An Alliant Energy solar generation and battery storage project will provide power to a park building and cabin when they reopen later this year just south of Sauk City, Wis. The new system replaces an overhead line that previously brought electricity to the Department of Natural Resources (DNR) structures.
“The electrical line that ran from the power pole to the recreation area was near the end of its useful life and needed to be rebuilt,” said Michael Graves, Alliant Energy senior engineer. “It became clear that doing so would be challenging and costly due to the rocky and steep terrain it traveled over. So, we pulled a group together to look at other options.”
An Alliant Energy project team collaborated with DNR staff and found a creative, clean-energy and cost-effective microgrid option, including a small solar array and an affiliated battery that will operate separately from the larger grid.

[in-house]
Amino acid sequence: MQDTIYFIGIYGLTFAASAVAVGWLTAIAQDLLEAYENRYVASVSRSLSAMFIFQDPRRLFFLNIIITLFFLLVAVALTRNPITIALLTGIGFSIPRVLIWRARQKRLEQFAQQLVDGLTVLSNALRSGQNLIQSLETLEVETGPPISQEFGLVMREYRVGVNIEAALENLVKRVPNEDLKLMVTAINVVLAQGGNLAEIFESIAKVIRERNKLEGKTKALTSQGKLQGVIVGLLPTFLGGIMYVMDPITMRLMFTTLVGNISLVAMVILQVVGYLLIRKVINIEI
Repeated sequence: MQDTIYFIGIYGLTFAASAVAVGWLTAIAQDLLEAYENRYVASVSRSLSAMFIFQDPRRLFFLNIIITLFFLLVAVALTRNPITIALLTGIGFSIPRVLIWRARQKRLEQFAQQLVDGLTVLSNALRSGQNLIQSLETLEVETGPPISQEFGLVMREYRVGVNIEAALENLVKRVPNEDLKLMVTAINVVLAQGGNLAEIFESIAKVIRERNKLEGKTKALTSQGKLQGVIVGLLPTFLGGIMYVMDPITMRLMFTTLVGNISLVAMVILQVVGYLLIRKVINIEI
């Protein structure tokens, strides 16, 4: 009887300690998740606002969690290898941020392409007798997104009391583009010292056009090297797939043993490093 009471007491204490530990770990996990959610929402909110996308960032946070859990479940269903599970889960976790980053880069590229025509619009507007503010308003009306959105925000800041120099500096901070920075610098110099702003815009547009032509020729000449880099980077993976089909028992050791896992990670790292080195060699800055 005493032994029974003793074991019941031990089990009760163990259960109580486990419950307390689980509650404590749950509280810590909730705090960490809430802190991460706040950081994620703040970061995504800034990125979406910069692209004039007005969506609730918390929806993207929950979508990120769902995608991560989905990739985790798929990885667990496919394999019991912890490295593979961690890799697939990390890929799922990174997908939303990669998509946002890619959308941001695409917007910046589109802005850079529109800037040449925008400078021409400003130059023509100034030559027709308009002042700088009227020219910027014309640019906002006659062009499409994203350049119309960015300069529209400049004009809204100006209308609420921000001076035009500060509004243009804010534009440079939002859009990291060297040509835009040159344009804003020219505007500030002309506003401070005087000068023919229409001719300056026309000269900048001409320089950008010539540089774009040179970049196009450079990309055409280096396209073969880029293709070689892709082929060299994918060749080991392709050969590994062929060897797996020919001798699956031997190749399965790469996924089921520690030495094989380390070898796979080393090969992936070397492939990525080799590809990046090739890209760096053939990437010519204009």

“Building the microgrid was about half the cost of rebuilding the overhead line,” Graves said. “Another benefit is that we’re using the location as a pilot project. We’ll monitor how it performs and see if it can be used as a model for other parts of our service area.”
The microgrid was energized earlier this year. It includes a six-kilowatt solar generation system, a 42-kilowatt-hour battery, a charge controller, inverter and cellular communications. It will provide power for lighting and a water pump at the DNR building and cabin in the more than 800-acre Black Hawk Unit of the Lower Wisconsin Riverway. The recreational area will now be powered entirely by renewable energy.
“Not only does this project further our organizational effort to transition to green energy, but it also improves the natural beauty of the area by removing the visible power lines,” said DNR Secretary’s Director Mark Aquino. “We are proud to partner with Alliant Energy on the project and look forward to having it provide electricity to our Black Hawk Ridge area of the Riverway anytime the area is open to visitors.”
The microgrid, which will typically be used seasonally from May through October, is located about 3.5 miles south of Sauk City.
— Solar Builder magazine